5 things to know about PR for startups…
Last week MMC Partner, Simon Menashy, was a speaker alongside Cordelia Meacher (Managing Director of FieldHouse Associates), David Keene (CMO) and Mike Butcher (Editor at Techcrunch) and Caroline Plumb (CEO and Founder of Fluidly) at ‘The Europas: Comms for Start-ups’ workshop which focused on PR.
Author: Lucci Levi
We wanted to share our 5 main takeaways…
- 1. Timing
Start thinking about PR as soon as you establish a brand. There is a lot of preparatory work to do, well before you start reaching out to journalists or hiring a PR firm.
Consider getting advice early on from an external PR firm or advisor, even if it’s just a small engagement — it’ll help you even if you plan to do it yourself for a while.
Don’t leave hiring a PR firm to the last minute, just before a launch or other key moment!
- 2. Positioning
PR is about positioning your company in the minds of your audience (customers, partners, investors…). You’re doing this through intermediaries in the press and elsewhere. So it’s important to figure out what your positioning is — know who you are targeting and why, and what you want them to feel and remember about your brand.
Consider keeping a shared document of talking points that you can add to and refine over time, eventually with the help of your PR agency (thanks for the tip, David!).
- 3. Outcomes
Many founders believe that a little sprinkle of PR will result in floods of new users and customers. It rarely works like that.
Don’t confuse PR with direct response channels — it’s a different part of your communications and marketing mix. PR is there to reach audiences in a different way, raise your profile, build brand and SEO value, and borrow the weight and authority of the publications writing about you.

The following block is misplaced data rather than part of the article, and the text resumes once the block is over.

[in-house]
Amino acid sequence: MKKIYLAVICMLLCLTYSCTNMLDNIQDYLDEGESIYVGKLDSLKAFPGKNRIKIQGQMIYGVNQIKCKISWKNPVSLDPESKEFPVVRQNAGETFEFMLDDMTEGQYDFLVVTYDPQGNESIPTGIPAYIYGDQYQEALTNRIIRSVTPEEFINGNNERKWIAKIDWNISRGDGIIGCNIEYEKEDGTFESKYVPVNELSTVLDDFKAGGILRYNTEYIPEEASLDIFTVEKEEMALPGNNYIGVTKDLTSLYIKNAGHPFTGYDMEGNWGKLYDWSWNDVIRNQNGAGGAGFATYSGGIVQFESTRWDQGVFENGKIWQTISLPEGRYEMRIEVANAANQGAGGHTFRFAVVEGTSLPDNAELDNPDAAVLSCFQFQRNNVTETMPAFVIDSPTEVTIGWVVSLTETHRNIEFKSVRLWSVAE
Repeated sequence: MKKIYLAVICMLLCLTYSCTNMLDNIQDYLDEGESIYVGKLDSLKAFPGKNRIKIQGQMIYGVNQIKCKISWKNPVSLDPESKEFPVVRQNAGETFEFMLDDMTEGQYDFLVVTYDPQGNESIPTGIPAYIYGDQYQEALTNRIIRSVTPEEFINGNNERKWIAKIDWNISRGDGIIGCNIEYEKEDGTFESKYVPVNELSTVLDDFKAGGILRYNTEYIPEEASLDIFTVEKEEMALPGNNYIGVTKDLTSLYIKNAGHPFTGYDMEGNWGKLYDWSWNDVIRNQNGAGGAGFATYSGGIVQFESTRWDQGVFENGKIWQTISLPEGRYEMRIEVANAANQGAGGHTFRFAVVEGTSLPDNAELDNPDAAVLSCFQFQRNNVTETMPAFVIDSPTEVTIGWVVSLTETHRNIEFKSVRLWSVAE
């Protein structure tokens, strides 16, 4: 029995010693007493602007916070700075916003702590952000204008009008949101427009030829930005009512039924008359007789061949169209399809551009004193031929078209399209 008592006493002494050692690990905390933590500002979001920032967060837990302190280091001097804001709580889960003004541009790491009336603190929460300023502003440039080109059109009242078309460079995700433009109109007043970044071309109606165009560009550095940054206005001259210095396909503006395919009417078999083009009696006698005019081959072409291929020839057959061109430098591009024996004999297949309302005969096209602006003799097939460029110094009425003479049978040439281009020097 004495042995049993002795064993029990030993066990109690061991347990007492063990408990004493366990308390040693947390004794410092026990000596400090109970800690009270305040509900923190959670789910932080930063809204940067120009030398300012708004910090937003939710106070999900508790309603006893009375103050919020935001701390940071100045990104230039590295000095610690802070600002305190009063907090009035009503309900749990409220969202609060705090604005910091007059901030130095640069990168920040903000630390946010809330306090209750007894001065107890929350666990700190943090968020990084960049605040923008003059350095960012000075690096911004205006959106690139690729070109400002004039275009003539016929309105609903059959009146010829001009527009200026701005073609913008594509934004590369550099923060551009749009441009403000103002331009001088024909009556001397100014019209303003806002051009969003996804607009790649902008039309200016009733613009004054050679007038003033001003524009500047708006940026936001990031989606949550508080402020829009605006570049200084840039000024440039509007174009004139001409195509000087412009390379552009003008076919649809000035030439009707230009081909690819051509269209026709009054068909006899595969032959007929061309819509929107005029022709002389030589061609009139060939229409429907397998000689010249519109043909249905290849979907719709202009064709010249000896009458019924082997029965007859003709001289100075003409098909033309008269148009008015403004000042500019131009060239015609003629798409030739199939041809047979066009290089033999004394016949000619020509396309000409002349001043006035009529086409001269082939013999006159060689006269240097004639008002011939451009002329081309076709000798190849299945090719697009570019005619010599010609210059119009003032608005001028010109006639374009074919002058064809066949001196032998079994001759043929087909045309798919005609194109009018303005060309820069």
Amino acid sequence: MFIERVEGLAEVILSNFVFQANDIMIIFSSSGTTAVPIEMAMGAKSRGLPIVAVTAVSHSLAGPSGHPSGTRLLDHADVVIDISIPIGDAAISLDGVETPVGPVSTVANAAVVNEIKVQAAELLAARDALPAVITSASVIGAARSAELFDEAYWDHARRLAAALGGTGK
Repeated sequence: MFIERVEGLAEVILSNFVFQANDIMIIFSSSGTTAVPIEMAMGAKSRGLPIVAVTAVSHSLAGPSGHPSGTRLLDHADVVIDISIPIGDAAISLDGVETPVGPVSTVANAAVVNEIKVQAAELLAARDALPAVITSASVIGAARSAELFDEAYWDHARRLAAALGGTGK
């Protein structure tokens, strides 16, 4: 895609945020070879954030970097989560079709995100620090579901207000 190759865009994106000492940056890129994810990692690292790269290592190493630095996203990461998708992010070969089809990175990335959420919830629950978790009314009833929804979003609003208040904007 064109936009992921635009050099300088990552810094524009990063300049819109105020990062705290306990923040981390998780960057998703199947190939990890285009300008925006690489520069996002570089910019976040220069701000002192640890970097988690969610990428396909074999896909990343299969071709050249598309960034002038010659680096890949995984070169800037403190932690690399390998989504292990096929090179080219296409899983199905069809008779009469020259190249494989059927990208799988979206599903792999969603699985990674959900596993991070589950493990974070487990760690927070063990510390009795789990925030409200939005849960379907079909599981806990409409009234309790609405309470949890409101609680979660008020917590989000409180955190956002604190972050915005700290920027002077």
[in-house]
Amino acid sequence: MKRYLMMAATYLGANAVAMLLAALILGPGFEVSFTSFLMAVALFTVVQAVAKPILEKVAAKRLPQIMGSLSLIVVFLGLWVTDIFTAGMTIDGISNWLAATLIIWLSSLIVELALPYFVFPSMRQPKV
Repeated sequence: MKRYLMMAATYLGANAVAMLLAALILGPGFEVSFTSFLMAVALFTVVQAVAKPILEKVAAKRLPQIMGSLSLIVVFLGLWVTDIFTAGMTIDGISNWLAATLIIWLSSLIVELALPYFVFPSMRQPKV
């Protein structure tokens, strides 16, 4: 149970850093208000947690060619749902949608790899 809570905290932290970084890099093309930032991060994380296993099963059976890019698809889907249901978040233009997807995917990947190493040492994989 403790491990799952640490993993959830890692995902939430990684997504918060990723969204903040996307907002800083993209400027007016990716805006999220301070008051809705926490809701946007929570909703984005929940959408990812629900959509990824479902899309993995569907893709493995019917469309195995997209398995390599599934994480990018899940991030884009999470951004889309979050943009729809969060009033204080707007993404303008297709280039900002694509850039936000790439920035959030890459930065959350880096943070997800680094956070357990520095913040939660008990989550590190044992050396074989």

You can’t do everything at once — decide on the one or two business outcomes that you expect to achieve and focus there.
- 4. Relevance
Be relevant to the current news cycle and the wider cultural context. Find the intersection between what your brand is about and the things that your target audience is thinking, reading and caring about.
That goes for journalists, too. Find out who is writing about your space, and what they are interested in at the moment, to see if there is an angle related to your positioning. This goes double at the moment — it seems like if it doesn’t have a Covid-19 angle, many journalists don’t care!
- 5. Budget
PR shouldn’t be a ‘nice-to-have’, it should be used to achieve your objectives. The budget will vary on stage, what the goal is and other relevant budgets in the business
BUT… if you don’t have a budget… network with journalists and build relationships with them yourself. Generally, they are happy to hear directly from founders, especially if it’s authentic and relevant.
You can get a little bit of PR help from as little as £500 a month; many early-stage companies will spend between £1,000 and £5,000 per month. Over time you may need to expand this or find a second agency to cover a second language/territory, or for another use case like business vs consumer PR.
FieldHouse BaseCamp offers early-stage companies with the ambition to scale, but smaller budgets. It provides BaseCamp members with regular email updates giving relevant media opportunities, award / events notifications, and comment opportunities